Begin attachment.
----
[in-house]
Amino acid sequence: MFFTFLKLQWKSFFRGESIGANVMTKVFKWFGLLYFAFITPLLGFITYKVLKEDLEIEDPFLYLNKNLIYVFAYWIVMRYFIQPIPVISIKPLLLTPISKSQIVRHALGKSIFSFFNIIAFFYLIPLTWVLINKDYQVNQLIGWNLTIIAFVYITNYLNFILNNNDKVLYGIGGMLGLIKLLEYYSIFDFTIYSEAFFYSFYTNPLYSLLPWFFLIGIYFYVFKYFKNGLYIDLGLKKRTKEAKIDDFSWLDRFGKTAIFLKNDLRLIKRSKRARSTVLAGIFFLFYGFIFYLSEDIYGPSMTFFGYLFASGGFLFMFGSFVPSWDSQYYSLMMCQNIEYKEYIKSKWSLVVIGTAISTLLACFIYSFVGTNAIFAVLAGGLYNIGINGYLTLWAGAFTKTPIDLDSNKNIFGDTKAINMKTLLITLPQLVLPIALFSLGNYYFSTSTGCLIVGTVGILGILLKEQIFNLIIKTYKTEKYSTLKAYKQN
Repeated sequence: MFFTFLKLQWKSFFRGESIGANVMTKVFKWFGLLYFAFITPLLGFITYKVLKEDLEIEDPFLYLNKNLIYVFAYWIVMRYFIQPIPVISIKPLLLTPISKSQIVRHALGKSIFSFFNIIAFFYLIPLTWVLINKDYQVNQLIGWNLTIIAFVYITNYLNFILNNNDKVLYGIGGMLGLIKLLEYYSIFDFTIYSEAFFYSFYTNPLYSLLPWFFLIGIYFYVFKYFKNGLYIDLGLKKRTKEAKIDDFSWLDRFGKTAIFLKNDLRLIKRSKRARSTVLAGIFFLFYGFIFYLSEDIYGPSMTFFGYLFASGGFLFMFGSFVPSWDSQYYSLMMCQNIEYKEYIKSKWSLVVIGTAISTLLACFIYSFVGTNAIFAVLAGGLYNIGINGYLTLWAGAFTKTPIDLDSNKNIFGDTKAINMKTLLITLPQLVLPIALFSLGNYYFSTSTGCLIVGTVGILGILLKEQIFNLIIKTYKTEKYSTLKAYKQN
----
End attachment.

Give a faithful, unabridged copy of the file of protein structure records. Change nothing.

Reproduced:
[in-house]
Amino acid sequence: MFFTFLKLQWKSFFRGESIGANVMTKVFKWFGLLYFAFITPLLGFITYKVLKEDLEIEDPFLYLNKNLIYVFAYWIVMRYFIQPIPVISIKPLLLTPISKSQIVRHALGKSIFSFFNIIAFFYLIPLTWVLINKDYQVNQLIGWNLTIIAFVYITNYLNFILNNNDKVLYGIGGMLGLIKLLEYYSIFDFTIYSEAFFYSFYTNPLYSLLPWFFLIGIYFYVFKYFKNGLYIDLGLKKRTKEAKIDDFSWLDRFGKTAIFLKNDLRLIKRSKRARSTVLAGIFFLFYGFIFYLSEDIYGPSMTFFGYLFASGGFLFMFGSFVPSWDSQYYSLMMCQNIEYKEYIKSKWSLVVIGTAISTLLACFIYSFVGTNAIFAVLAGGLYNIGINGYLTLWAGAFTKTPIDLDSNKNIFGDTKAINMKTLLITLPQLVLPIALFSLGNYYFSTSTGCLIVGTVGILGILLKEQIFNLIIKTYKTEKYSTLKAYKQN
Repeated sequence: MFFTFLKLQWKSFFRGESIGANVMTKVFKWFGLLYFAFITPLLGFITYKVLKEDLEIEDPFLYLNKNLIYVFAYWIVMRYFIQPIPVISIKPLLLTPISKSQIVRHALGKSIFSFFNIIAFFYLIPLTWVLINKDYQVNQLIGWNLTIIAFVYITNYLNFILNNNDKVLYGIGGMLGLIKLLEYYSIFDFTIYSEAFFYSFYTNPLYSLLPWFFLIGIYFYVFKYFKNGLYIDLGLKKRTKEAKIDDFSWLDRFGKTAIFLKNDLRLIKRSKRARSTVLAGIFFLFYGFIFYLSEDIYGPSMTFFGYLFASGGFLFMFGSFVPSWDSQYYSLMMCQNIEYKEYIKSKWSLVVIGTAISTLLACFIYSFVGTNAIFAVLAGGLYNIGINGYLTLWAGAFTKTPIDLDSNKNIFGDTKAINMKTLLITLPQLVLPIALFSLGNYYFSTSTGCLIVGTVGILGILLKEQIFNLIIKTYKTEKYSTLKAYKQN